Colombian peace talks stretch to a second day
From staff and wire reports
SAN VICENTE, Colombia -- Colombian President Andres Pastrana will spend the night in rebel-controlled territory within his own country after eight hours of talks Thursday with rebel commanders failed to bring the peace agreement he came to southern Colombia to achieve.
Aides to Pastrana told CNN that his decision to stay overnight in the "safe haven," which his government conceded to the Revolutionary Armed Forces of Colombia (FARC) in a bid to end the country's protracted civil war, was a "goodwill gesture" to the FARC and the talks would resume in the morning.
Pastrana flew in to the guerrilla-held enclave on Thursday. An honor guard of Revolutionary Armed Forces of Colombia (FARC) guerrillas saluted the 46-year-old center-right president as he descended from his Colombian Air Force jet at the airport of San Vicente del Caguan in the country's south.
"It is going to be OK. I am optimistic," Pastrana said on arriving for the latest round of talks with the rebels.
He was driven off in pouring tropical rain for a cross-country trip to a private meeting with veteran FARC leader Manuel Marulanda to try to get talks back on track for ending the 37-year-old war that has claimed 35,000 civilian lives in the past 10 years.
Pastrana, who had been under fire from political opponents for not squeezing more concessions from the FARC, surprised the nation last week when he demanded to see Marulanda as a condition for allowing the rebels to continue their control of a Switzerland-sized enclave.
It will be the third time Pastrana has met the 69-year-old guerrilla chief since he gave the FARC control of the demilitarized zone in 1998. The rebels are accused of using the enclave to build strength, hold civilians for ransom and tend a flourishing cocaine business.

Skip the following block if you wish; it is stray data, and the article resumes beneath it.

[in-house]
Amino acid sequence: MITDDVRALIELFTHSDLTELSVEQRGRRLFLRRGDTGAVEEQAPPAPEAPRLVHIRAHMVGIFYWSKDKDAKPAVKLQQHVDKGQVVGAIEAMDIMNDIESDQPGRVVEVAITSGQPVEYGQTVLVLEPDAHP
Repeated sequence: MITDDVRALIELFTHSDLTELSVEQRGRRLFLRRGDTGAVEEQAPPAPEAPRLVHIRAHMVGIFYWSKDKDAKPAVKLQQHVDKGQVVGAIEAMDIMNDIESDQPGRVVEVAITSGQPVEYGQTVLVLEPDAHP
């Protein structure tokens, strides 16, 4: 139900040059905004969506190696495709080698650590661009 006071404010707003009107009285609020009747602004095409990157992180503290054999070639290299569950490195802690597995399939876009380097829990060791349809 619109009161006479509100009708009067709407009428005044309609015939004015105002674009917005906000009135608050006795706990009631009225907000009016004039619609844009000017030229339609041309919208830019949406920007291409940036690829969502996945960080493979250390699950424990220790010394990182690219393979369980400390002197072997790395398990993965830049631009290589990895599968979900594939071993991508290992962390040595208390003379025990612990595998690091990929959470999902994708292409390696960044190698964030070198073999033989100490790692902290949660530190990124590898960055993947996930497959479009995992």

The never-easy peace process slipped into crisis last November when the 17,000-member FARC -- Colombia's largest rebel group -- walked out of formal negotiations, accusing Pastrana of taking insufficient action against right-wing paramilitary death squads.
The president needs to leave the meeting with some sort of gesture from Marulanda that will allow him to build flagging public support in the peace process.
One of the issues is the release of some of the 500-odd military prisoners being held by the FARC.
Marulanda wants to talk about the paramilitaries and Pastrana's "Plan Colombia" anti-cocaine offensive, which is backed by $1 billion in U.S. military aid.
The FARC opposes Plan Colombia, saying the aid is being used to fight them. The army says the FARC is itself involved in and financed by illegal drugs.
Pastrana wants the rebels to collaborate in joint crop substitution and eradication programs in coca cultivating areas.
The FARC says it wants to deal with social and economic inequalities through agrarian reform. It would like to share power with the government to implement needed social change and to do away with institutional corruption.
But most urgent is the need to address the issue of prisoners, as both sides have taken thousands captive.
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